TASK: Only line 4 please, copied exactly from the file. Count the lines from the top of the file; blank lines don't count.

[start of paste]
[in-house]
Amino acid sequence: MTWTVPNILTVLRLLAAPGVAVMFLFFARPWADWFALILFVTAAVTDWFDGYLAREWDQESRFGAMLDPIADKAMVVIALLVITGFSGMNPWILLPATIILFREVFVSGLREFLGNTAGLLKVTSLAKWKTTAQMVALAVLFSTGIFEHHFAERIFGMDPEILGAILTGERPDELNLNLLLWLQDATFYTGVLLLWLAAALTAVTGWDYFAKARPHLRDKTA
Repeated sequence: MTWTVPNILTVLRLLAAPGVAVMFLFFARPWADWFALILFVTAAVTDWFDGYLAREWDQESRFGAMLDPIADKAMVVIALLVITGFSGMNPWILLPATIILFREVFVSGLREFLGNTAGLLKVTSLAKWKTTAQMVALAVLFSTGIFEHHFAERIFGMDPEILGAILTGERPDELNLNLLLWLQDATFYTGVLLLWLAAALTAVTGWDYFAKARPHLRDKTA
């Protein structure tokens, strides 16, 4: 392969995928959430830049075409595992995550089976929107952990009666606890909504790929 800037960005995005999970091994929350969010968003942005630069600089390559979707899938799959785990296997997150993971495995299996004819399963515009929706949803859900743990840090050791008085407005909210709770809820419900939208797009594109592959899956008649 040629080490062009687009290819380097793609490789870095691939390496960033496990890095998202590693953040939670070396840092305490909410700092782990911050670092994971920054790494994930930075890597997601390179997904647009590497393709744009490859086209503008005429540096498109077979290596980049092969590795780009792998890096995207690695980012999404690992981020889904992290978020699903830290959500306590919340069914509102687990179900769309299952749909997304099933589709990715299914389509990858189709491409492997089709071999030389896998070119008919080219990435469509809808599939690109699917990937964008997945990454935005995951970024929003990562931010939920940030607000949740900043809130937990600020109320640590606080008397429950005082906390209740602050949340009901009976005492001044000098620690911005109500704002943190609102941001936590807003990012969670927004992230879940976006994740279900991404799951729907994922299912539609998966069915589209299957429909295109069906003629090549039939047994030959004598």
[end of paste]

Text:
């Protein structure tokens, strides 16, 4: 392969995928959430830049075409595992995550089976929107952990009666606890909504790929 800037960005995005999970091994929350969010968003942005630069600089390559979707899938799959785990296997997150993971495995299996004819399963515009929706949803859900743990840090050791008085407005909210709770809820419900939208797009594109592959899956008649 040629080490062009687009290819380097793609490789870095691939390496960033496990890095998202590693953040939670070396840092305490909410700092782990911050670092994971920054790494994930930075890597997601390179997904647009590497393709744009490859086209503008005429540096498109077979290596980049092969590795780009792998890096995207690695980012999404690992981020889904992290978020699903830290959500306590919340069914509102687990179900769309299952749909997304099933589709990715299914389509990858189709491409492997089709071999030389896998070119008919080219990435469509809808599939690109699917990937964008997945990454935005995951970024929003990562931010939920940030607000949740900043809130937990600020109320640590606080008397429950005082906390209740602050949340009901009976005492001044000098620690911005109500704002943190609102941001936590807003990012969670927004992230879940976006994740279900991404799951729907994922299912539609998966069915589209299957429909295109069906003629090549039939047994030959004598």